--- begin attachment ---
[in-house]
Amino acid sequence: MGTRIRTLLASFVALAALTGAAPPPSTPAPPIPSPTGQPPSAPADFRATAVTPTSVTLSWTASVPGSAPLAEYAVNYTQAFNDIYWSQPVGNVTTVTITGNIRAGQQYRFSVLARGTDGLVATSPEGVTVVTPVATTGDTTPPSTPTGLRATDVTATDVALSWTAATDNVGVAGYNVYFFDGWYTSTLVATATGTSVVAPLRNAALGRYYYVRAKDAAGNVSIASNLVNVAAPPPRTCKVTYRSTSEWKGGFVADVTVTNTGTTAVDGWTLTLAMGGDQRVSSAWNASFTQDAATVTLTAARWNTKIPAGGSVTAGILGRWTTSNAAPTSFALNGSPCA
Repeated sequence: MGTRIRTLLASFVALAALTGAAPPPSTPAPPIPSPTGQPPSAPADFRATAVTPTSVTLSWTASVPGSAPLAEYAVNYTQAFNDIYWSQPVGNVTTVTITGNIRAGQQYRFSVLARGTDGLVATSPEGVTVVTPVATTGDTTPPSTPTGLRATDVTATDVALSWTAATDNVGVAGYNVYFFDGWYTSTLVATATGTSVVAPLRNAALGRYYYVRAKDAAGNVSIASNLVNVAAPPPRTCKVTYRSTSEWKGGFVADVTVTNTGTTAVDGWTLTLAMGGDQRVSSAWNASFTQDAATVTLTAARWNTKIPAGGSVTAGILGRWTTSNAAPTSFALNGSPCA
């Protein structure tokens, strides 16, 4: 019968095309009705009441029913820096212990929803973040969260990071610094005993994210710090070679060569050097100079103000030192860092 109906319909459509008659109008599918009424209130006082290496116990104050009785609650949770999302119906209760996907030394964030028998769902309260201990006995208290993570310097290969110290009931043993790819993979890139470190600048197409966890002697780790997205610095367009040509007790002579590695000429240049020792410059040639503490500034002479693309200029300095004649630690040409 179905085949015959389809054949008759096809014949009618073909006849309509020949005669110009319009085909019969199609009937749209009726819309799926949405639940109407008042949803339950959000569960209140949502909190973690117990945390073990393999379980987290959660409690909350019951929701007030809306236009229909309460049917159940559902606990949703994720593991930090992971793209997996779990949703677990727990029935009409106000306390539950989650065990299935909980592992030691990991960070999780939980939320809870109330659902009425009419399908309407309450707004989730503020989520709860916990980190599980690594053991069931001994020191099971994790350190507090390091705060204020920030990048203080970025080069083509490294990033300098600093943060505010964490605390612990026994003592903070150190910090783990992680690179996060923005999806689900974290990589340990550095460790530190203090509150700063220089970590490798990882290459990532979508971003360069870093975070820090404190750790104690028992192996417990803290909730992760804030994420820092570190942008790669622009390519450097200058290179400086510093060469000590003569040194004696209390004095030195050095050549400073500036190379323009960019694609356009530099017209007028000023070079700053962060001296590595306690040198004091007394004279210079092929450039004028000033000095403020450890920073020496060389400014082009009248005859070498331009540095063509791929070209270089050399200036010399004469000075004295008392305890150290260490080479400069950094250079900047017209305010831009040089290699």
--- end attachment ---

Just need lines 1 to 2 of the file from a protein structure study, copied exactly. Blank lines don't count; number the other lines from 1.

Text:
[in-house]
Amino acid sequence: MGTRIRTLLASFVALAALTGAAPPPSTPAPPIPSPTGQPPSAPADFRATAVTPTSVTLSWTASVPGSAPLAEYAVNYTQAFNDIYWSQPVGNVTTVTITGNIRAGQQYRFSVLARGTDGLVATSPEGVTVVTPVATTGDTTPPSTPTGLRATDVTATDVALSWTAATDNVGVAGYNVYFFDGWYTSTLVATATGTSVVAPLRNAALGRYYYVRAKDAAGNVSIASNLVNVAAPPPRTCKVTYRSTSEWKGGFVADVTVTNTGTTAVDGWTLTLAMGGDQRVSSAWNASFTQDAATVTLTAARWNTKIPAGGSVTAGILGRWTTSNAAPTSFALNGSPCA